Identification of SRSF10 as a regulator of SMN2 ISS-N1

Sabrina B Frederiksen, Lise L Holm, Martin R Larsen, Thomas K Doktor, Henriette S Andersen, Michelle L Hastings, Yimin Hua, Adrian R Krainer, Brage S Andresen

Research output: Contribution to journalJournal articleResearchpeer-review

48 Downloads (Pure)


Understanding the splicing code can be challenging as several splicing factors bind to many splicing-regulatory elements. The SMN1 and SMN2 silencer element ISS-N1 is the target of the antisense oligonucleotide drug, Spinraza, which is the treatment against spinal muscular atrophy. However, limited knowledge about the nature of the splicing factors that bind to ISS-N1 and inhibit splicing exists. It is likely that the effect of Spinraza comes from blocking binding of these factors, but so far, an unbiased characterization has not been performed and only members of the hnRNP A1/A2 family have been identified by Western blot analysis and nuclear magnetic resonance to bind to this silencer. Employing an MS/MS-based approach and surface plasmon resonance imaging, we show for the first time that splicing factor SRSF10 binds to ISS-N1. Furthermore, using splice-switching oligonucleotides we modulated the splicing of the SRSF10 isoforms generating either the long or the short protein isoform of SRSF10 to regulate endogenous SMN2 exon 7 inclusion. We demonstrate that the isoforms of SRSF10 regulate SMN1 and SMN2 splicing with different strength correlating with the length of their RS domain. Our results suggest that the ratio between the SRSF10 isoforms is important for splicing regulation.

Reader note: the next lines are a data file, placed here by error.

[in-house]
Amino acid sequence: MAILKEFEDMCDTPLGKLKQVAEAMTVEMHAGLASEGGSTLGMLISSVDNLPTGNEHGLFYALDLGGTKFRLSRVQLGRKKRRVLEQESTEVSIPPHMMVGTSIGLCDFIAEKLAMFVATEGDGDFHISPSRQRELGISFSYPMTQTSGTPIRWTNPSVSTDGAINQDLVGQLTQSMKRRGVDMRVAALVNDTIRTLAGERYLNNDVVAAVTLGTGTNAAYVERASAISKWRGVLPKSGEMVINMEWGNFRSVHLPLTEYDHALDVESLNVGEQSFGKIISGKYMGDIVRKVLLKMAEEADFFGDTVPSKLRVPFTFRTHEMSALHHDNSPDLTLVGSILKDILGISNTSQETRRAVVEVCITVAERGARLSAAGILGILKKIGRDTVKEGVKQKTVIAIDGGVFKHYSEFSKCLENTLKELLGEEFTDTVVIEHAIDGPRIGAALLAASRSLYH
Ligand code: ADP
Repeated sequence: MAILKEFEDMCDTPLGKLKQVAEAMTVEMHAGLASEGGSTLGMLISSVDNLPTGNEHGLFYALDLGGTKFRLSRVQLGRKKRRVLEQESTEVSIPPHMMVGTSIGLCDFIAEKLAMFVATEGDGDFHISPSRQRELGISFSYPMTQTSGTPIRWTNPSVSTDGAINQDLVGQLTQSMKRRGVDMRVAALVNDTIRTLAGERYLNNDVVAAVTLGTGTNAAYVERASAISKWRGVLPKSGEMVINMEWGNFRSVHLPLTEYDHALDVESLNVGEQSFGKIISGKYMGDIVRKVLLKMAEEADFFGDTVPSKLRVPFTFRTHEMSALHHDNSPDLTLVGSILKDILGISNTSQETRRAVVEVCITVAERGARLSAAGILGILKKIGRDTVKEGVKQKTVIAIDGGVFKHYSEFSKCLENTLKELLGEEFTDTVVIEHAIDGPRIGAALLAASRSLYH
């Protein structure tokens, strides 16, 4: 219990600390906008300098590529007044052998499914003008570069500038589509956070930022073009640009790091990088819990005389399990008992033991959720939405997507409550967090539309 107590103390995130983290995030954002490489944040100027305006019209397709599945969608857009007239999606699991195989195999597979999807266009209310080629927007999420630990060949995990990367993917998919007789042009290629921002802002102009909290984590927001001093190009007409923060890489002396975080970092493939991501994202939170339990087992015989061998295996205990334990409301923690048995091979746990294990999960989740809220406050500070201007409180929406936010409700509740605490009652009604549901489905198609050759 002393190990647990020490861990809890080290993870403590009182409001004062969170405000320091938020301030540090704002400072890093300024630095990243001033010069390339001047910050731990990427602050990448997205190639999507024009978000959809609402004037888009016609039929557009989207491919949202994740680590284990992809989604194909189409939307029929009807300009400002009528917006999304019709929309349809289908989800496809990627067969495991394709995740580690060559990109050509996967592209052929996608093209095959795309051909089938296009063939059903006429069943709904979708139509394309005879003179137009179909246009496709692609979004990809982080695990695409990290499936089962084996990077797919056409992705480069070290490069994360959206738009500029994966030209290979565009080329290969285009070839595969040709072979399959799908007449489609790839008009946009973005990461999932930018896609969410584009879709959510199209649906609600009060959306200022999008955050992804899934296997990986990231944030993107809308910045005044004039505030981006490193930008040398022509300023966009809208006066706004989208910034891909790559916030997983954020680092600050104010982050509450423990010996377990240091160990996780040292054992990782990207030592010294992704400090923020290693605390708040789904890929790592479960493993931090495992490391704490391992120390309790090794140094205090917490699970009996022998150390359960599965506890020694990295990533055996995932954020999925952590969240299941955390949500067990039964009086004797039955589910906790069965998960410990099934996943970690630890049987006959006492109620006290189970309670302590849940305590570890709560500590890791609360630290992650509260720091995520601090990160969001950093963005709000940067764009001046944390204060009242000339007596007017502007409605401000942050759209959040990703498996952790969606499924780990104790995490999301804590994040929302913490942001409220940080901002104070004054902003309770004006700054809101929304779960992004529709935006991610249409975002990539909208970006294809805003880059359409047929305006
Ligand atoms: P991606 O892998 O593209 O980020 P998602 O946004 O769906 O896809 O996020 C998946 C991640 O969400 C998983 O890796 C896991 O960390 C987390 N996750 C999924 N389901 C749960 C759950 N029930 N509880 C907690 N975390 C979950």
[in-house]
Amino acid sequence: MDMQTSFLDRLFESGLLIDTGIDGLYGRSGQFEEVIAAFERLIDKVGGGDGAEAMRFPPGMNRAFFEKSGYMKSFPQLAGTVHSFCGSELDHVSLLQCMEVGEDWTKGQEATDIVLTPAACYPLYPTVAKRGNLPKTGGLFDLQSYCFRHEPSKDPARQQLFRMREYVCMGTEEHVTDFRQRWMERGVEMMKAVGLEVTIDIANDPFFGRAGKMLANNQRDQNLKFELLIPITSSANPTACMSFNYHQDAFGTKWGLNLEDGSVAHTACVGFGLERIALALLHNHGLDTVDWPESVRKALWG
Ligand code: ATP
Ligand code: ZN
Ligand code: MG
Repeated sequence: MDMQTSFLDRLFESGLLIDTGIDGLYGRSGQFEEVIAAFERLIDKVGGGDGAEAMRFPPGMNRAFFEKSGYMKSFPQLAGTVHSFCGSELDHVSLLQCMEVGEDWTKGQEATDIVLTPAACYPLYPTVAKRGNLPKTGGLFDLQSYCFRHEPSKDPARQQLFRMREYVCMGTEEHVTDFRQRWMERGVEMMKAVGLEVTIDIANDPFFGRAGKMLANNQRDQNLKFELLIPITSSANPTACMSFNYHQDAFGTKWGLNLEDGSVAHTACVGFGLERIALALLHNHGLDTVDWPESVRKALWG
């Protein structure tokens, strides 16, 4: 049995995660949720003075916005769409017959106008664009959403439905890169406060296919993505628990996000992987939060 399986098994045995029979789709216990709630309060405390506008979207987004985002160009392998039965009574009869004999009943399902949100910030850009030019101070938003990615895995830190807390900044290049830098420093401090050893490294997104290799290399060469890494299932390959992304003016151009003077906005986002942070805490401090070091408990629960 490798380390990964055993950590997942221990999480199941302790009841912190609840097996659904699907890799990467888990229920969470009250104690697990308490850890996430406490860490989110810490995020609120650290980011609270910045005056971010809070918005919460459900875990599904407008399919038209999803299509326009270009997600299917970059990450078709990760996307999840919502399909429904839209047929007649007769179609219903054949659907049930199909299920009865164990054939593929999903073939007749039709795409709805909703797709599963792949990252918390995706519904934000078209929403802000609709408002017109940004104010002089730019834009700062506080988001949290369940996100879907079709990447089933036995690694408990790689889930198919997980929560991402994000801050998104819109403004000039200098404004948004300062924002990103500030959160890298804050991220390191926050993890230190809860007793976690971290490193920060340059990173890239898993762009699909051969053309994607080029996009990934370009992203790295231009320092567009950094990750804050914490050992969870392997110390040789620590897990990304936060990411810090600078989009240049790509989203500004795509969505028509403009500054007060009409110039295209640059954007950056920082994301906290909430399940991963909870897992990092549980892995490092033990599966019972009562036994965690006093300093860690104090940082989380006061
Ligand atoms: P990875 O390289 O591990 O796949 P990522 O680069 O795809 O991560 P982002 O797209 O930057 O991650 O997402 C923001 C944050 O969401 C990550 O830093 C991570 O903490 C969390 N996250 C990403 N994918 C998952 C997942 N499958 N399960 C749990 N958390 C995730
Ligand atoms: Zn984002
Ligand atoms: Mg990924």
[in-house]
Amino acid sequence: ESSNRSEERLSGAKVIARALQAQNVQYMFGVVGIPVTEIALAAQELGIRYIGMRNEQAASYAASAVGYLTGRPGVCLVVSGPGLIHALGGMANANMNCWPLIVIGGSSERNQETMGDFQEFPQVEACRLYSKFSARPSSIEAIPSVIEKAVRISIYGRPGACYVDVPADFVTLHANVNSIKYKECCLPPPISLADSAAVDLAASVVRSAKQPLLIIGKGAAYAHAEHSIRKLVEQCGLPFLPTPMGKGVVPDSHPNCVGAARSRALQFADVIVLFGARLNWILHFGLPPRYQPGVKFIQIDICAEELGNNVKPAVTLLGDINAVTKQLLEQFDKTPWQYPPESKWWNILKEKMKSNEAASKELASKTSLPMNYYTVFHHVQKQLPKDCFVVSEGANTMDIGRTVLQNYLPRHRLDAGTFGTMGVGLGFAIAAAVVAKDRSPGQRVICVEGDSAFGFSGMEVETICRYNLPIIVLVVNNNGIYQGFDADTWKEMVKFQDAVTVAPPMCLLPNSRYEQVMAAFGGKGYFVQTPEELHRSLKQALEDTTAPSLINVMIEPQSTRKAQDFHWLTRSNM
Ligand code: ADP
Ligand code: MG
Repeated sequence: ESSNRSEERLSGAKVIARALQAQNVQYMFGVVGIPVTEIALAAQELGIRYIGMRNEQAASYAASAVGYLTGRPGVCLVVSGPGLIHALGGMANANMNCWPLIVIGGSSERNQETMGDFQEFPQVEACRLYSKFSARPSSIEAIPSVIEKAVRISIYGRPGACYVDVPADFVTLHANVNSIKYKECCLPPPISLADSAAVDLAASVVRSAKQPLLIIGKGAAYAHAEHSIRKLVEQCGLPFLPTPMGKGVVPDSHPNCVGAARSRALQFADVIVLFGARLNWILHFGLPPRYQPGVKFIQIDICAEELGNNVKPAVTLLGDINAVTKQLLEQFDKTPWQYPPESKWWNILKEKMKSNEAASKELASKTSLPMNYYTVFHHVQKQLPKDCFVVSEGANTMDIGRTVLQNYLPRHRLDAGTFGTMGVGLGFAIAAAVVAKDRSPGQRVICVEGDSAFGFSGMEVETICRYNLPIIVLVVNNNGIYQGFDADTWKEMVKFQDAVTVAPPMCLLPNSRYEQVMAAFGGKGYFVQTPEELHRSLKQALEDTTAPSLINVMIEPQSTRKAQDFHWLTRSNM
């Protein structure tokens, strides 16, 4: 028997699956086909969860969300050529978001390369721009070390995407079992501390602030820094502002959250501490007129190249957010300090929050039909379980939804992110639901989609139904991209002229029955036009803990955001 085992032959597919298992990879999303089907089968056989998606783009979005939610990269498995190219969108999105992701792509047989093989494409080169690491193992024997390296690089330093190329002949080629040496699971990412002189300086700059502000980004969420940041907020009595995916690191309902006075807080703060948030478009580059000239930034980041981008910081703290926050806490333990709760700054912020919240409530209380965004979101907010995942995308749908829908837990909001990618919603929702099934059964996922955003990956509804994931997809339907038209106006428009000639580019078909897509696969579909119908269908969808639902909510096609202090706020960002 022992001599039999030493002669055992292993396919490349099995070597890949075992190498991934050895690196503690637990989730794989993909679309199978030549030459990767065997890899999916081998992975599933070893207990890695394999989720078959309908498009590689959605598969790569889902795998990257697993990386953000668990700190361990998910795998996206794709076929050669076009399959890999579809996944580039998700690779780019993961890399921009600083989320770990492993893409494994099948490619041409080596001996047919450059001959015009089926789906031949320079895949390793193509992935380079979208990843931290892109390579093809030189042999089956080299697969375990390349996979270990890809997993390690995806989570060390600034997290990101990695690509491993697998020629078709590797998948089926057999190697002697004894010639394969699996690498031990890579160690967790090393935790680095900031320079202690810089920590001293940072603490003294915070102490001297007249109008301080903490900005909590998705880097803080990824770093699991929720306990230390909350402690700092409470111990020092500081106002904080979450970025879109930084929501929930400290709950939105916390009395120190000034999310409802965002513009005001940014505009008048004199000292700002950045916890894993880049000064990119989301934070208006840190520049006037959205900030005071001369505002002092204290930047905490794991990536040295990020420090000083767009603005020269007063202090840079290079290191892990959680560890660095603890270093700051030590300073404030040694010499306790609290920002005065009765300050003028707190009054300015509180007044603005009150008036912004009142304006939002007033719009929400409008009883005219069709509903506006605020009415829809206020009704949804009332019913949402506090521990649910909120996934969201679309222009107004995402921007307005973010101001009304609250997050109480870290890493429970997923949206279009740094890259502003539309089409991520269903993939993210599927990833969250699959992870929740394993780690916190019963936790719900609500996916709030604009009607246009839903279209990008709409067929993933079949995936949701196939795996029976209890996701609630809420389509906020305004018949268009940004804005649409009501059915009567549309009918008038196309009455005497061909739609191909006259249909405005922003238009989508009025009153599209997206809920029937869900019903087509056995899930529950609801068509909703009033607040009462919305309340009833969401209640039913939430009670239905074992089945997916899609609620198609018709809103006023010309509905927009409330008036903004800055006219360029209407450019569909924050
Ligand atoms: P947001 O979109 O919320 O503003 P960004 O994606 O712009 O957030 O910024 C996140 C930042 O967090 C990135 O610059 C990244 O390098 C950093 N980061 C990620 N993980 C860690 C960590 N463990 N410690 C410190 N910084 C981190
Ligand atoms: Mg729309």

Original languageEnglish
JournalHuman Mutation
Issue number3
Pages (from-to)246-260
Publication statusPublished - Mar 2021


  • SMN2
  • SRSF10
  • alternative splicing
  • antisense oligonucleotides
  • spinal muscular atrophy


Dive into the research topics of 'Identification of SRSF10 as a regulator of SMN2 ISS-N1'. Together they form a unique fingerprint.

Cite this